‘Safe Zones’ provide LGBTQ community campus ally

Ever noticed a rainbow Horned Frog sticker on a faculty or staff member’s door?

For those who do not know, the sticker signifies a “safe zone.”

A Safe Zone training class for faculty, staff and students took place Wednesday at the Dee J. Kelly Alumni & Visitors Center.

Jason Wallace, program coordinator for Inclusiveness and Intercultural Services and Safe Zone trainer,  said the  program was designed to provide safe places for students who identify as lesbian, gay, bisexual, transgender or questioning to go for support.

Antonio Pee, hall director for campus apartments, said the three-hour training helped the participants recognize their own biases.

Senior social work major Jamal King said the university adopted the idea of Safe Zones about two years ago from other universities around the country that have similar programs.

At the end of the Safe Zone training, participants were given an ally certificate and encouraged to further their knowledge of the LGBTQ community, Pee said.

Everyone who completed the program was listed on the TCU Allies website and given a sticker to put in a visible spot, identifying that place as a safe zone for students to go, Wallace said.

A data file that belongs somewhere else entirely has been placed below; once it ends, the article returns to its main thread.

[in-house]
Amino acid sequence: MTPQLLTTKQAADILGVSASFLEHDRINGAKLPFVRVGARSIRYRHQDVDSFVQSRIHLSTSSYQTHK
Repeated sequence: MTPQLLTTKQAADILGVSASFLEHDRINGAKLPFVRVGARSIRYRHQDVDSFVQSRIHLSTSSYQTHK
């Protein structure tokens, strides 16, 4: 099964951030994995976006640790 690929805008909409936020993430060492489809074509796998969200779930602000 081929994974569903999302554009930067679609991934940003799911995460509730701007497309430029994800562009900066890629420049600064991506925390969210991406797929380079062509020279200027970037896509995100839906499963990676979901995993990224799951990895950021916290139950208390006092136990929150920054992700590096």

“It is another tool to equip students, faculty and staff to help any Horned Frog have a better collegiate experience,” Pee said.

The university does not have a LGBTQ center like many other larger universities have, Wallace said. The program was brought to campus as a way of expanding the resources for the LGBTQ community, he said.

Pee had been through the training at two other institutions but wanted to take the course again here to let the TCU community know he is an ally on campus.

Wendy Macias, assistant professor of advertising,is another  ally who had also previously taken a similar program at the University of Georgia.

Macias  said she even incorporated what she learned from the program into her classes.

“Most of all, Safe Zone, I think, is a preemptive step,” King said. “I believe that as a university, TCU does not take enough preemptive steps. We are always very reactive to things. I think it is great because TCU always takes great reactive steps. However, we don’t really put that many programs or other things in place where we could stop a problem or prevent an issue before it is an issue.”

King said the only issue with Safe Zone was the lack of advertising. Students who might use the program do not know about it.

The Gay Straight Alliance has worked to spread the word about Safe Zones but can only do so much, King said. The program needs to be more widely advertised and explained.

“I would recommend this program like I would recommend any other program on this campus — step outside your comfort zone,” Pee said.

Pee said he did not know if there was an issue on campus regarding the LGBTQ community.

“The main issue is just acceptance,” King said. “We are in the Bible Belt of the U.S.. We are southern. Sometimes we aren’t all ready to make that step. Although that is understandable, sometimes we get a little bit tense with some people. Sometimes it is good to go to a place that you know ahead of time is safe.”